Sunday, September 21, 2014

Sept 21st International Day of Peace

Peace One Day  and International Day of Peace

Jeremy Gilley is an actor turned filmmaker, who in the late 1990s became preoccupied with questions about the fundamental nature of humanity and the issue of peace. He decided to explore these through the medium of film, and specifically, to create a documentary following his campaign to establish an annual day of ceasefire and non-violence.

In 1999, Jeremy founded Peace One Day, a non-profit organisation, and in 2001 Peace One Day’s efforts were rewarded when the member states of the United Nations unanimously adopted the first ever annual day of global ceasefire and non-violence on 21 September – Peace Day.


Why Walking Helps Us Think

New Yorker

Since at least the time of peripatetic Greek philosophers, many other writers have discovered a deep, intuitive connection between walking, thinking, and writing. (In fact, Adam Gopnik wrote about walking in The New Yorker just two weeks ago.) “How vain it is to sit down to write when you have not stood up to live!” Henry David Thoreau penned in his journal. “Methinks that the moment my legs begin to move, my thoughts begin to flow.” Thomas DeQuincey has calculated that William Wordsworth—whose poetry is filled with tramps up mountains, through forests, and along public roads—walked as many as a hundred and eighty thousand miles in his lifetime, which comes to an average of six and a half miles a day starting from age five.


Algorithms Reveal Forecasting Power of Tweets

Binghamton University

A team of Binghamton University system scientists led by alumnus Nathan Gnanasambandam, senior researcher at Xerox Research's Palo Alto Research Center (PARC), is developing technology that connects Tweets and other user metadata to make highly accurate predictions about everything from where someone plans to eat to when a traffic jam is likely to begin. Using machine learning and an artificial neural network, the PARC and Binghamton researchers analyzed 500 million tweets to develop their algorithms, which they say can predict the typical social media user's behavior with better than 90-percent accuracy in a three-hour time horizon. Some people share more than others, meaning there is variability in how accurate the predictions can be with any given user, but the researchers say their algorithms return usable predictions more than 60 percent of the time when other metadata, such as credit card transactions, phone calls, and global-positioning systems, are integrated. Xerox, which is funding the research, plans to use the technology in several areas including traffic control, where it has the capability of predicting when traffic flow is likely to become heavy and result in a traffic jam. Other potential applications exist in medicine and customer service call centers.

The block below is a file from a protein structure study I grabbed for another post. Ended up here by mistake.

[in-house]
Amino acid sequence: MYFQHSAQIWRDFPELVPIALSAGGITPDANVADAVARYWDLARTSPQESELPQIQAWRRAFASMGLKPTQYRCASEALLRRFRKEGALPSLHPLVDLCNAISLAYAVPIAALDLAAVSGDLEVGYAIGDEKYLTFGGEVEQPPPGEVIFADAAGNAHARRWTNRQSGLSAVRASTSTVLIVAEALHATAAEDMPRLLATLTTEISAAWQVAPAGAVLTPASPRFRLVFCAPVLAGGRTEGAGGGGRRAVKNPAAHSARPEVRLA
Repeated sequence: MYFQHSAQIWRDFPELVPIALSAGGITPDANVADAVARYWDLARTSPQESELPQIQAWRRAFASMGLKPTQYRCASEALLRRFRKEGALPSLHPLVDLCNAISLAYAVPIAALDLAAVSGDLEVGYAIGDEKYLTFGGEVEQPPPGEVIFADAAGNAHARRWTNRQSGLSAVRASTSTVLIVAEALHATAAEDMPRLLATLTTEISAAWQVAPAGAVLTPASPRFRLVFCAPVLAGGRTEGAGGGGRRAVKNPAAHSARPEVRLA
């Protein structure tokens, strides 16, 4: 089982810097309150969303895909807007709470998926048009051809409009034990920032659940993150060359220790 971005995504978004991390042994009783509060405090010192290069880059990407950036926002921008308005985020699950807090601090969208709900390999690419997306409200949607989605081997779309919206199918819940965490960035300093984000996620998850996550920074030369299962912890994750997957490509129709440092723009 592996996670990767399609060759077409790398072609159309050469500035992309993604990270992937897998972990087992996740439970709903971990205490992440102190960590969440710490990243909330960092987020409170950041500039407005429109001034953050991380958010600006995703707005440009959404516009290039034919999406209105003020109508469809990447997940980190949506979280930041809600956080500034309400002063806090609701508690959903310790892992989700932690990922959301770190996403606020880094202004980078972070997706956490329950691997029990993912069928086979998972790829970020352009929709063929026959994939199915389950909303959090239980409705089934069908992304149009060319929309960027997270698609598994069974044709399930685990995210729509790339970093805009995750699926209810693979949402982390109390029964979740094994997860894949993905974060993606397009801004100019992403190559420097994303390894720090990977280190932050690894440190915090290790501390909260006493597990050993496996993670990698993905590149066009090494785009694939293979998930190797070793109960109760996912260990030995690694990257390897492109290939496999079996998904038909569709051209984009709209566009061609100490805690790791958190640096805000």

The Lack of Women in STEM Is a National Security Issue

US News and World Report

Attracting more women to study science, technology, engineering and math isn't just an aspirational goal for education leaders and the business community – it's a "national security prerogative," according to the chief operating officer of the National Geospatial-Intelligence Agency.

It's no secret that women and minorities are significantly underrepresented in the STEM fields. Although women make up about half of the American workforce, they represent less than one-quarter of those employed in STEM fields, according to the U.S. Department of Commerce. Part of the key to overcoming that disparity, the NGA's Ellen McCarthy said, is continually showing young girls the options available to them in different fields, and engaging them in occupations that might be more meaningful.

McCarthy, head of the NGA's daily business operations, said during a town hall discussion hosted by FedScoop on Tuesday that parents, teachers and the public and private business sectors all have a responsibility to push children to think outside the box when it comes to education and career pathways.


Social Net, Working

The Economist